OAKLAND -- An Oakland attorney who sheltered roughly 100 cats in her West Oakland home is facing a felony animal cruelty charge after city animal services officers determined a majority of the felines were in bad health.
Jan Van Dusen, 60, faces up to three years in prison if the case gets to a jury, and she is found guilty of the charge.
Van Dusen was charged last year after Oakland Animal Control officers raided her 1,500 square-foot home in response to complaints from neighbors who reported a large number of cats in and around her property.
Van Dusen declined to comment Wednesday but has made statements in the past saying that many of the cats were her pets and the others were feral that she was getting spayed and neutered in an attempt to cut down on growing feral populations.
In addition, she emailed two sworn declarations from Rene Gandolfi, a Castro Valley veterinarian, who said an examination of the cats seized by Oakland Animal Control showed no signs of neglect.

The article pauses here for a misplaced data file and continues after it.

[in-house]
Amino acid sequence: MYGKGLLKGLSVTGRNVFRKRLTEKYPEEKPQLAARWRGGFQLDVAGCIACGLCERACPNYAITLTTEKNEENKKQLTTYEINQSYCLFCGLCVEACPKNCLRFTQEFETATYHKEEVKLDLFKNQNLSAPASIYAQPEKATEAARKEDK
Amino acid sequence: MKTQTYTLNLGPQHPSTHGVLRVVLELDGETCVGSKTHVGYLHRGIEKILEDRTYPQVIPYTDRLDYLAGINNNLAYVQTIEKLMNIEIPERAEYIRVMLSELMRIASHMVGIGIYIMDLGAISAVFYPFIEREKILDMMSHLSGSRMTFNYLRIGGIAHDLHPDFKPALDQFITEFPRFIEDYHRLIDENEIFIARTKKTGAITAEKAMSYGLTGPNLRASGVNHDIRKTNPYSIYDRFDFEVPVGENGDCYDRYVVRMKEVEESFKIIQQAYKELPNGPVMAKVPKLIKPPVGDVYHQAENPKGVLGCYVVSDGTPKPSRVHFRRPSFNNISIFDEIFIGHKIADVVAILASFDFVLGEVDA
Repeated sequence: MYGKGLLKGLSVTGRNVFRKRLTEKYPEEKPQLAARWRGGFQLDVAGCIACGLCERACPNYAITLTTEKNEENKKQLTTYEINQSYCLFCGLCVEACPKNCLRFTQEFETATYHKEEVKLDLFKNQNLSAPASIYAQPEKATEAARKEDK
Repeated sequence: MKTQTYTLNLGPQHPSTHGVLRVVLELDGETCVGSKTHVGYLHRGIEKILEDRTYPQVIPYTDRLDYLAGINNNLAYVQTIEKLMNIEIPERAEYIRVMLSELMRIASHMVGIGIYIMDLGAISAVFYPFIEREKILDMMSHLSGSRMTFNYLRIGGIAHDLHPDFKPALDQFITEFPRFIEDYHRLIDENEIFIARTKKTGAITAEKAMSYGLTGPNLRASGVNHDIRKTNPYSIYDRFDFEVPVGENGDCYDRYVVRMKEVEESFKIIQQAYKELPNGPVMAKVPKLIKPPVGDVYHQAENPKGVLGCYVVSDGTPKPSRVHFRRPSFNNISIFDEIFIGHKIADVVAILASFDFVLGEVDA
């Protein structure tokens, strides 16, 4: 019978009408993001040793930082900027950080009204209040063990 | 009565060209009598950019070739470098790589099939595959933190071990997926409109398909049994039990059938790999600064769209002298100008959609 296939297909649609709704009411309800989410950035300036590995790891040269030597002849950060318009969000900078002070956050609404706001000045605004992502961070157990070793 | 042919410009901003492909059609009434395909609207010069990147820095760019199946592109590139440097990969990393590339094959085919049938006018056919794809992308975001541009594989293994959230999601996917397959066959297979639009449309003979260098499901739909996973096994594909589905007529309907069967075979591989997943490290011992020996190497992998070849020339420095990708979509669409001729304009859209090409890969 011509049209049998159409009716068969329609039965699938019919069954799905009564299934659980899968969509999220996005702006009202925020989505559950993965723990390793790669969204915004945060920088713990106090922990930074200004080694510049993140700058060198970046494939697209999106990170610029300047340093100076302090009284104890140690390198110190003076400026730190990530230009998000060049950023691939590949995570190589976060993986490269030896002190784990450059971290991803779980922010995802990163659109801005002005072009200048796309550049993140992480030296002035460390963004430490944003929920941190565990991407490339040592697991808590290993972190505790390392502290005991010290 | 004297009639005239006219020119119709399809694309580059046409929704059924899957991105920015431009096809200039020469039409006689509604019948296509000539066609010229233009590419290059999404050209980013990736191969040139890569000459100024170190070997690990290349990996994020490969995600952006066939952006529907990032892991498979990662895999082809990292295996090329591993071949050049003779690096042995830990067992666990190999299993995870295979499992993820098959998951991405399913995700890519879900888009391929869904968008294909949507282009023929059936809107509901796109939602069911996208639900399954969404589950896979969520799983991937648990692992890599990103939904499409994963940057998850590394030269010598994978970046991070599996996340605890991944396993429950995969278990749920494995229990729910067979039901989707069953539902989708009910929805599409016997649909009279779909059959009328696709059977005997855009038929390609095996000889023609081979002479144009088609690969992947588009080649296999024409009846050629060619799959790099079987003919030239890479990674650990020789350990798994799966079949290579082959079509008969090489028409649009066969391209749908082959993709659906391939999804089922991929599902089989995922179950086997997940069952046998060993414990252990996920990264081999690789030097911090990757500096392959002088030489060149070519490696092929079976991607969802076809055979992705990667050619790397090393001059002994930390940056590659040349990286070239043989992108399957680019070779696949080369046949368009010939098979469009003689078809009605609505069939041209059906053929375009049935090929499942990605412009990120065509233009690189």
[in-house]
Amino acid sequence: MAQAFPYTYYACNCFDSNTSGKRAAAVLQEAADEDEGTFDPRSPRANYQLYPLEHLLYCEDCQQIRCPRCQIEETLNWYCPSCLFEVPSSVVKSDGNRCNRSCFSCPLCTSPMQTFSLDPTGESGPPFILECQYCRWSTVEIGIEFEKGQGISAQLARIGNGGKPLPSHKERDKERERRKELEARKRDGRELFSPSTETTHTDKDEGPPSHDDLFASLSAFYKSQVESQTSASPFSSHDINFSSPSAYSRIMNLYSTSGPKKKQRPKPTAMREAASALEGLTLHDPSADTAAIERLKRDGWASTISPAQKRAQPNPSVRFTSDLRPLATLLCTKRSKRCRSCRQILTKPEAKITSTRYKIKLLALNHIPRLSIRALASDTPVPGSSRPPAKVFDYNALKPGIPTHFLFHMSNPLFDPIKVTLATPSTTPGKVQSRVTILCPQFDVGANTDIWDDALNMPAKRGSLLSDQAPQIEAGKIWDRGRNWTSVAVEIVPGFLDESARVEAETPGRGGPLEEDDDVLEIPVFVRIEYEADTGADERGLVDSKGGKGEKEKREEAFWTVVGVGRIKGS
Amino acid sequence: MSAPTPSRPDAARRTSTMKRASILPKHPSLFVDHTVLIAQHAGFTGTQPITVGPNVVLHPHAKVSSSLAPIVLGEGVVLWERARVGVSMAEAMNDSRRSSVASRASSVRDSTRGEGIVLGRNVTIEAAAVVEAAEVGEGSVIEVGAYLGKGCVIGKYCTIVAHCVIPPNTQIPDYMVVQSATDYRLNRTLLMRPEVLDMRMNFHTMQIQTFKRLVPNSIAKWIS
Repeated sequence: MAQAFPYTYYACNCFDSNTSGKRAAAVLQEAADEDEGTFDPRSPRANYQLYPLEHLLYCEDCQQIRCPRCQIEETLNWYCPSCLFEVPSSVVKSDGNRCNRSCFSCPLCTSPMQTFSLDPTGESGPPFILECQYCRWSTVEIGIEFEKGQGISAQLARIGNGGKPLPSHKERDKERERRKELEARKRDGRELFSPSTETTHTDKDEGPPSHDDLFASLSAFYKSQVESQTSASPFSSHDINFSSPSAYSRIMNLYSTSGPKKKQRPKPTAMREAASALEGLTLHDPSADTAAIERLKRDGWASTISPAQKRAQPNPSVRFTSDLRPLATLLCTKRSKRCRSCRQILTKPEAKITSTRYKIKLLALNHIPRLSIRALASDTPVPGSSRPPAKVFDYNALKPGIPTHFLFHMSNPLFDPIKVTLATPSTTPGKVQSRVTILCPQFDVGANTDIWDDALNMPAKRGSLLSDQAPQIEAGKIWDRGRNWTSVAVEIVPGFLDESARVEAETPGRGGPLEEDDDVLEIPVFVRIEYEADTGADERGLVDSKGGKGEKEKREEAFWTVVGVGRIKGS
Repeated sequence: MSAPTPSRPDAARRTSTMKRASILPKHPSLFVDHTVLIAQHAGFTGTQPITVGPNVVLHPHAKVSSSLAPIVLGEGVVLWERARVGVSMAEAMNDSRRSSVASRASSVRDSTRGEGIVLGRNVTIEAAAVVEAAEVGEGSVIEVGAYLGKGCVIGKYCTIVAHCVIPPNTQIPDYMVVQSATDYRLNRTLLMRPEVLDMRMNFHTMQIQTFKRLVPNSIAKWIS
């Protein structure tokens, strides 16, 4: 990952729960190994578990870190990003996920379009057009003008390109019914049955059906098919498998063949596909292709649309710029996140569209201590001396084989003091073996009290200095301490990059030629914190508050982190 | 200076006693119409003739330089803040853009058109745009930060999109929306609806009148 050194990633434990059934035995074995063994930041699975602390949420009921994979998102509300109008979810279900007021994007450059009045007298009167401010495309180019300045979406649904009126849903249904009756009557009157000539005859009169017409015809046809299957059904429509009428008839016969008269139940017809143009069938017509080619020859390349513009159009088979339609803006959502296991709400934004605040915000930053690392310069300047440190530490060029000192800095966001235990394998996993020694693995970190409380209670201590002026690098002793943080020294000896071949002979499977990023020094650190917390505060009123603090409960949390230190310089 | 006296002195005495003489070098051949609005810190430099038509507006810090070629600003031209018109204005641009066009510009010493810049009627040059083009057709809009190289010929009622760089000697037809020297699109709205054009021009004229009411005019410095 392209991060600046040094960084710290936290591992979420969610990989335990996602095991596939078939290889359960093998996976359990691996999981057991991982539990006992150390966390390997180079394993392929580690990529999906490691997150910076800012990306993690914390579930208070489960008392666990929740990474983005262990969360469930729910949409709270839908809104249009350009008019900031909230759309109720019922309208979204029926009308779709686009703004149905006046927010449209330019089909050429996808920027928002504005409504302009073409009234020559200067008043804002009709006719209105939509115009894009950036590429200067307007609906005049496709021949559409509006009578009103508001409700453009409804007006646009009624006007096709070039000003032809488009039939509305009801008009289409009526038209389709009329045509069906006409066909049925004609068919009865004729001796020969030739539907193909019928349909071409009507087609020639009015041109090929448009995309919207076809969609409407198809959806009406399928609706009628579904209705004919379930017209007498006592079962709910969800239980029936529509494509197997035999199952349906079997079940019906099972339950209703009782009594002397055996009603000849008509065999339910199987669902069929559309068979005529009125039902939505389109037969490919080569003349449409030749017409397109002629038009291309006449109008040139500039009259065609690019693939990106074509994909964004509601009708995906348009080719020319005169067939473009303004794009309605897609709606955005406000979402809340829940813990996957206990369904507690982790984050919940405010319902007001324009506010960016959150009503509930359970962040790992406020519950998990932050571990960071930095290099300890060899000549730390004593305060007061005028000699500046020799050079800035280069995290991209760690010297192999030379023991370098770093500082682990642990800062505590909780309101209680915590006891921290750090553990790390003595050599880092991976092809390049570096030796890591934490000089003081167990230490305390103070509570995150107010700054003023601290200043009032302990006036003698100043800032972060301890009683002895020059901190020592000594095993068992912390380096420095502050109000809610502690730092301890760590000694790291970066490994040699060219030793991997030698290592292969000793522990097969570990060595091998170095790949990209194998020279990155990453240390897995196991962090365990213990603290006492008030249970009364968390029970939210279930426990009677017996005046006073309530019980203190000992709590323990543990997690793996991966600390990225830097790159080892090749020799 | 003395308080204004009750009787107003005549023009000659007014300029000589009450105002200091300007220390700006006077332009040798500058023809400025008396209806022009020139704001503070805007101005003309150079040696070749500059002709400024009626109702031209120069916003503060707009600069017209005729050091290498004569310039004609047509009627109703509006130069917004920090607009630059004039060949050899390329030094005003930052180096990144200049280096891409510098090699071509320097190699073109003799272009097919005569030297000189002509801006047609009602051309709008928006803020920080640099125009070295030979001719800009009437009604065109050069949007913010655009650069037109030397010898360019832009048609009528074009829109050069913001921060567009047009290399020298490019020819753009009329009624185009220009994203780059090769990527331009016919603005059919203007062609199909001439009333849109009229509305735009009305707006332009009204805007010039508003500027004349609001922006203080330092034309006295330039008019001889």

But Alameda County District Attorney spokeswoman Teresa Drenick said the conditions of the cats and Van Dusen's home prompted the office to seek a felony charge.
"Based on all the circumstances involved, it seemed to warrant a felony charge," Drenick said.
Van Dusen, a volunteer for Fix Our Ferals, made national headlines last year by winning a federal tax case in which she claimed more than $12,000 in tax deductions for taking care of her cats. In the
A federal Tax Court judge agreed. But now Van Dusen finds herself back in court.